Compounds with poor aqueous solubility are increasingly posing challenges in the development of new drugs, since a large number of drugs coming directly from synthesis or from throughout screening have a poor solubility. It is well known that drug efficacy can be severely limited by poor aqueous solubility, leading to low dissolution rate and thus results in low absorption in the gastrointestinal tract after oral administration hence compromising oral bioavailability. Among the various strategies for improving aqueous solubility of drug, the solid dispersion approach has been widely and successfully applied to improve the solubility, dissolution rate, and consequently, the bioavailability of poorly water soluble drugs. Although solid dispersions have tremendous potential for improving drug solubility, 40 years of research have resulted in only a few marketed products using this approach. The situation has, however, been changing in recent years because of the availability of surface active and self emulsifying carriers for the preparation of solid dispersions. Some practical limitations of dosage from development might be the inadequate solubility of drugs in carriers and the instability of drugs and carriers at elevated temperatures. This article is devoted to the different carriers used for the production of solid dispersion.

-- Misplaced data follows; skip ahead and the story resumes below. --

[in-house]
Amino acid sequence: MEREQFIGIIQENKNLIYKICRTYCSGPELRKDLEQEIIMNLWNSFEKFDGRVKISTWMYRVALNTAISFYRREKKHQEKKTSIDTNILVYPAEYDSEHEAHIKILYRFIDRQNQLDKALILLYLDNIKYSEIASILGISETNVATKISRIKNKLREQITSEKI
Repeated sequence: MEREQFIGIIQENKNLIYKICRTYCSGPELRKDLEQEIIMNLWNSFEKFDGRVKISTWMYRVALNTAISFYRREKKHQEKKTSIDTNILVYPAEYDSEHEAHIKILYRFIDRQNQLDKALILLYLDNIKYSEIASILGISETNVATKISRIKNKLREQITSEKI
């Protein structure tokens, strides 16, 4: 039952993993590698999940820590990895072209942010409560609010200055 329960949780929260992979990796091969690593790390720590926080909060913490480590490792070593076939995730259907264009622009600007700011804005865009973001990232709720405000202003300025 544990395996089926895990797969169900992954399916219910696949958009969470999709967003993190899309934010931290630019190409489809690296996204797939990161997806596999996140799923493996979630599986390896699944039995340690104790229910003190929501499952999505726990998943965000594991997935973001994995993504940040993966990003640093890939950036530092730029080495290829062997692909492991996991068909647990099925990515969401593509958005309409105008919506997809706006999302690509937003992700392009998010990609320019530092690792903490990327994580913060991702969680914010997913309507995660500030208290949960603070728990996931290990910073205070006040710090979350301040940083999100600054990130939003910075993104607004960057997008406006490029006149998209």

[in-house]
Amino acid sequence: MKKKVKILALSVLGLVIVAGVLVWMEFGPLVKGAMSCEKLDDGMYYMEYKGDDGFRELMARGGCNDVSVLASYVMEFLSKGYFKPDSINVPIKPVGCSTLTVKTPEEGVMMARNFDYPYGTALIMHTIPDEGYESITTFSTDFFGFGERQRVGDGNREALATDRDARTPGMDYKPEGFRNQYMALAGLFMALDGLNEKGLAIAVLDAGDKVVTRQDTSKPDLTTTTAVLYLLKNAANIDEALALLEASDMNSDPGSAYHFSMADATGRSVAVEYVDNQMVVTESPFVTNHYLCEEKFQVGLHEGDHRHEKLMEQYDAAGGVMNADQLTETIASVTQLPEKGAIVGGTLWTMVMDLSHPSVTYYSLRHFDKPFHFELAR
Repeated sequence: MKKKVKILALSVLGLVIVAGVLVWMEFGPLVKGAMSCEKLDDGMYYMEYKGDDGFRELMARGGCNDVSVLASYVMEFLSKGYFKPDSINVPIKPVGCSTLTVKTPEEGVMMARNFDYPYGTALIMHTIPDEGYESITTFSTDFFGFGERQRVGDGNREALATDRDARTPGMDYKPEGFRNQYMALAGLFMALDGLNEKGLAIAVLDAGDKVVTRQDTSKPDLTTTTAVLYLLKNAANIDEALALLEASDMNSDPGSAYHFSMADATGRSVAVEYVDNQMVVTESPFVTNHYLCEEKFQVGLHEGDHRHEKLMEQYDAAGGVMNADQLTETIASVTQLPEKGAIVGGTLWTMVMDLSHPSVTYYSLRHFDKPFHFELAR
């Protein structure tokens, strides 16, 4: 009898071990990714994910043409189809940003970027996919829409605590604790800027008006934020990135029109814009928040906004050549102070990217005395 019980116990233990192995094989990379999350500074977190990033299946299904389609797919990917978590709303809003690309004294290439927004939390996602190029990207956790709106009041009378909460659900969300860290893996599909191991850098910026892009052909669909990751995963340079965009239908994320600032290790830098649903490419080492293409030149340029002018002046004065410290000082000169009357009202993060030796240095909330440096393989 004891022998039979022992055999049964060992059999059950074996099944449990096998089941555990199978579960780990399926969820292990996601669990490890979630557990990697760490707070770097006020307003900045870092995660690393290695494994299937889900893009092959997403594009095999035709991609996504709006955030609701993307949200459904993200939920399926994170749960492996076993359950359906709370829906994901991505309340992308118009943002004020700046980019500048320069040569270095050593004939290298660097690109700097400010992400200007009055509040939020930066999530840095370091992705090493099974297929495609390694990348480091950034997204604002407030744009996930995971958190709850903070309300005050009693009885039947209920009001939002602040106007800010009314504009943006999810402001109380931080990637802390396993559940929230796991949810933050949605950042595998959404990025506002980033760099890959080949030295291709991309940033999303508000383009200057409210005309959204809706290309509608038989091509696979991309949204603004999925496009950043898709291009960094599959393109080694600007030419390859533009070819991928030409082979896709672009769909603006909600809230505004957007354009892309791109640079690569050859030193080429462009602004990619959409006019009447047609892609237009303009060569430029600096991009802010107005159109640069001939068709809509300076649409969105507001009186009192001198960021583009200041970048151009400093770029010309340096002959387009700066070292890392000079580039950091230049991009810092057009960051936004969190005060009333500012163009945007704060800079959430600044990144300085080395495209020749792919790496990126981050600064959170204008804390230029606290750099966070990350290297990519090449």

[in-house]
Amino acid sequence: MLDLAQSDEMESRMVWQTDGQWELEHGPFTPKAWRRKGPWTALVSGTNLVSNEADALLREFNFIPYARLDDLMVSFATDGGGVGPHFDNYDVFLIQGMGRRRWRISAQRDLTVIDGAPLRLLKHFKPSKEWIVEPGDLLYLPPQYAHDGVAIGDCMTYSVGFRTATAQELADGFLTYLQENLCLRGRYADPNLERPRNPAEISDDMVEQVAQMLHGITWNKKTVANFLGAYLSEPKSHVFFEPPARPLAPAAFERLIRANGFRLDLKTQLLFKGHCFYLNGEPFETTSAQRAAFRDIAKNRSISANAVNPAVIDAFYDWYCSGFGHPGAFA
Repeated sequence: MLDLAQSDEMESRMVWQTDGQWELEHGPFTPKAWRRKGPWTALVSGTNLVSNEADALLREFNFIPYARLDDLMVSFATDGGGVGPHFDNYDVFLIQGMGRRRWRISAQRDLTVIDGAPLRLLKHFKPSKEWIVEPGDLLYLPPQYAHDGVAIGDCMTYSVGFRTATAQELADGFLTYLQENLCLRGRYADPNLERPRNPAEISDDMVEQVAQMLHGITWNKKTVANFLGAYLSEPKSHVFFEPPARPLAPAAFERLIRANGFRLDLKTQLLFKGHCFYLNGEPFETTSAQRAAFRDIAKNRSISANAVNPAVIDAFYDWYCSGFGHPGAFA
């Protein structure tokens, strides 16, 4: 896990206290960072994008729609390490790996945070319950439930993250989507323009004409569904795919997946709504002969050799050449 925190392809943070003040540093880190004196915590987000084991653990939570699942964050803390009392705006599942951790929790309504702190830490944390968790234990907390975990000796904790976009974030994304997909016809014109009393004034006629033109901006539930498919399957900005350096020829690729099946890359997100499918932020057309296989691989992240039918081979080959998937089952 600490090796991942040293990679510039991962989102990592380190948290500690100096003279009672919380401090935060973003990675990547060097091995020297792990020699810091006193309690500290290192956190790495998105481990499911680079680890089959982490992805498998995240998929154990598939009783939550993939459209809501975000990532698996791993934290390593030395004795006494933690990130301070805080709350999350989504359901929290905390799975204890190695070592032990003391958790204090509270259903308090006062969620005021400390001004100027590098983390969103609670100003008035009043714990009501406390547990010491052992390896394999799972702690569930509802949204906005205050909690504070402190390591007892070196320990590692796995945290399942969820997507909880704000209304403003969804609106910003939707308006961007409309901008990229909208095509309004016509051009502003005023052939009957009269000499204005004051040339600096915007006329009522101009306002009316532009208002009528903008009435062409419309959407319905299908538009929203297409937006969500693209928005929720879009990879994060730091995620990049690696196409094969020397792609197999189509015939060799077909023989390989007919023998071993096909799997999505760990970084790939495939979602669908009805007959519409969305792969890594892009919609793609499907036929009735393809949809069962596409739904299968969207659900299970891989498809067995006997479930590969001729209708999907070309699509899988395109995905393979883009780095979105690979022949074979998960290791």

Cite this article:
Tapan Kumar Giri, Saumya Mishra, Dulal Krishna Tripathi. Carriers used for the development of solid dispersion for poorly water-soluble drugs. Research J. Pharm. and Tech. 4(3): March 2011; Page 356-366.
Tapan Kumar Giri, Saumya Mishra, Dulal Krishna Tripathi. Carriers used for the development of solid dispersion for poorly water-soluble drugs. Research J. Pharm. and Tech. 4(3): March 2011; Page 356-366. Available on: https://www.rjptonline.org/AbstractView.aspx?PID=2011-4-3-29